Enforcement the Key to the New Lawyer Referral Fee Cap

Posted April 25, 2017
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The long awaited end to excessive lawyer referral fees might finally be here following the decision this week by the Law Society of Ontario to cap referral fees paid to all referring lawyers/paralegals for referral arrangements entered into on or after April 27, 2017.

The proposed cap would be a cap of 15% of the first $50,000 generated in legal fees and 5% thereafter, with a total referral fee cap amount of $25,000.

Now lawyers referring work to other lawyers, like personal injury lawyers, will be forced to focus only on who will help the person the best, rather than who will pay the highest referral fee.

Included in the new rules are transparency provisions designed to expressly include the client in the specifics of the referral fee arrangement. While client consent was always a requirement when referral fees were paid, clients were often kept in the dark on the scope of these arrangements perhaps because the referral fees were paid out of the lawyer’s fees as opposed to out of their compensation. From now on though clients will be included in the discussion so that they can understand why a referral fee is being paid and can make sure they are content with it under the circumstances.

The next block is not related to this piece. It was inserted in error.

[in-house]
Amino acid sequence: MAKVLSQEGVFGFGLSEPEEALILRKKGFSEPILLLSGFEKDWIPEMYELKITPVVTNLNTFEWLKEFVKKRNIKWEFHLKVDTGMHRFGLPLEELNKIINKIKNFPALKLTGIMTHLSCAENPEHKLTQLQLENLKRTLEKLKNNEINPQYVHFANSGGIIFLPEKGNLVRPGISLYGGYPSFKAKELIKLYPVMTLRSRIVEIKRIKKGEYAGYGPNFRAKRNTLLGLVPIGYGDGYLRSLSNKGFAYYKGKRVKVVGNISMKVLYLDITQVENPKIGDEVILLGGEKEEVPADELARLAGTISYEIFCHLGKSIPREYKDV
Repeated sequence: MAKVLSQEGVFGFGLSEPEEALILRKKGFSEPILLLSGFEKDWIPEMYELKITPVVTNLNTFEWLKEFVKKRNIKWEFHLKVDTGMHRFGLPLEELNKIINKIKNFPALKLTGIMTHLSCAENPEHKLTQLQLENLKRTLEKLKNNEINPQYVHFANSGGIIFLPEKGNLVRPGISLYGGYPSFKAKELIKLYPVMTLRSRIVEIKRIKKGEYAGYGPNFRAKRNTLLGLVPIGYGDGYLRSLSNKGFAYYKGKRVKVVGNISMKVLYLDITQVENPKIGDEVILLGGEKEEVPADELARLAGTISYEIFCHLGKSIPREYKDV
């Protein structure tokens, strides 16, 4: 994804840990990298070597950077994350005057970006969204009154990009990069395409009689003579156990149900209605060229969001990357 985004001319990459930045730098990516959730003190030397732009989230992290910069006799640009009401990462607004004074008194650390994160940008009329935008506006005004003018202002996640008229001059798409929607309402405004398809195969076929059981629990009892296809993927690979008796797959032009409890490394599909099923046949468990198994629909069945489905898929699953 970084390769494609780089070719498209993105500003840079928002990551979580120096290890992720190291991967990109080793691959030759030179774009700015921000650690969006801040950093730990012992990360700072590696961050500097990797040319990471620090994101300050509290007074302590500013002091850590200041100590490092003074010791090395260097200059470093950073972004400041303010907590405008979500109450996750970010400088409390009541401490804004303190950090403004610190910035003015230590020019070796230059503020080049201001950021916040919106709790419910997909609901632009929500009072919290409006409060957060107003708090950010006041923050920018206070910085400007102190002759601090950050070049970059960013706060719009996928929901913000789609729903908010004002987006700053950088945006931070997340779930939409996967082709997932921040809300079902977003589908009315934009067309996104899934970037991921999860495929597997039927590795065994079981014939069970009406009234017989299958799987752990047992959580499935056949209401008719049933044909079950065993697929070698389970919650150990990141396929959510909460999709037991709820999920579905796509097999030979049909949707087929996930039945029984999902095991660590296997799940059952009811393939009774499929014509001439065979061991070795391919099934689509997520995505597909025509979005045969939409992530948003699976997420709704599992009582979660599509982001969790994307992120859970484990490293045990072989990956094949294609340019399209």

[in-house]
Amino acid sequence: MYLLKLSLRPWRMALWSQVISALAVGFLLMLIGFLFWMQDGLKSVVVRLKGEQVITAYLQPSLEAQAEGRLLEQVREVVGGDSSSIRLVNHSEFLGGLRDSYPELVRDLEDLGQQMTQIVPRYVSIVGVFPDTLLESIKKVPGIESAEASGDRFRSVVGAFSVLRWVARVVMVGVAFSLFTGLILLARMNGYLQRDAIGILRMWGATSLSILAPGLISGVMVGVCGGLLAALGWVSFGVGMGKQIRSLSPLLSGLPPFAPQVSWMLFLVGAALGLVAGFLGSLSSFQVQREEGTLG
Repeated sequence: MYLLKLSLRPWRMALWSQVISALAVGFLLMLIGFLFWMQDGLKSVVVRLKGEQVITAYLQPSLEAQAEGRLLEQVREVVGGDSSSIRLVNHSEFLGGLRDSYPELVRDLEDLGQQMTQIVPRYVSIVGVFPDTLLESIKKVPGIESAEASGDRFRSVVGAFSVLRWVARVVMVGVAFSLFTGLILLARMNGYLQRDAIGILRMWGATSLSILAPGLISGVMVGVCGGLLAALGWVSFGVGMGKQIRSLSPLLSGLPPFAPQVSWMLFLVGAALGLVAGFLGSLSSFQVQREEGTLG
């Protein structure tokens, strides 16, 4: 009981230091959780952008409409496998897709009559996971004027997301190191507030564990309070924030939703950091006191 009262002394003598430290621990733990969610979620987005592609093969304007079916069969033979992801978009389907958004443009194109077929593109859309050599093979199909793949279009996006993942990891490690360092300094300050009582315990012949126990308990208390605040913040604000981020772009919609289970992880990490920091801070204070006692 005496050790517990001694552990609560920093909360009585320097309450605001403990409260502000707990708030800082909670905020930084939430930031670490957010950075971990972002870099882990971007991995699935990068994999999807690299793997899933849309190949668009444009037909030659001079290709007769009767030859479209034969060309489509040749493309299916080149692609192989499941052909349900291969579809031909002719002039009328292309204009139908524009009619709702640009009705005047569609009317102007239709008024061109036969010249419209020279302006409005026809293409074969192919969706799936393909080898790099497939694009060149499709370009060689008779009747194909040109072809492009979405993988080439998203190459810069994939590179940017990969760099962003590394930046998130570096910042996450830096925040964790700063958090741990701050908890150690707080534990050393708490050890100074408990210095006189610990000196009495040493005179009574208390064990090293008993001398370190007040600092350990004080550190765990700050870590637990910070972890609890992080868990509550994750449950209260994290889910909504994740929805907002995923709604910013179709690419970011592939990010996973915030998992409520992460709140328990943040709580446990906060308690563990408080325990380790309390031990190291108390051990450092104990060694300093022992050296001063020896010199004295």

Given that many lawyers have been marketing paying referral fees at amounts and percentages grossly in excess of the proposed cap, it is anticipated that the cap will become the “going rate” that lawyers will pay for referrals.

Whether the referral fee cap will actually deliver on its promise to better protect a client’s interest in obtaining quality representation will depend entirely on how the law society enforces the cap. For the cap to meet its objectives it is absolutely fundamental that the Law Society aggressively punish any conduct whatsoever that violates the spirit of the cap.

Effective implementation of the referral fee cap will be a challenge as innovative lawyers will look for “legitimate” loopholes. It is crucial that the Law Society is not only armed with extensive powers to scrutinize conduct aimed at compensating a referring lawyer at amounts above the cap but harshly punishes all violations.

Some of those anticipated loopholes will include:

  • Using co-counsel arrangements as a facade to split fees with referral sources;
  • Charging unrelated marketing type fees between referring law firms;
  • Paying the referring lawyer for their time to date, above the referral fee; and
  • Sending enhanced holiday and other gifts.

For the cap to work lawyers must not fear that others will be allowed to improperly skirt the cap to their financial peril.

If implemented correctly, the cap should serve to encourage those within the legal industry to direct clients to those best suited to help.

See original source as it was posted on April 25, 2017, on The Lawyer’s Daily site: Enforcement the key to a lawyer referral fee cap

Darcy Merkur is a partner at Thomson Rogers in Toronto practising plaintiff’s personal injury litigation, including plaintiff’s motor vehicle litigation. He has been certified as a specialist in civil litigation by the Law Society of Ontario and is the creator of the Ontario Personal Injury Damages Calculator.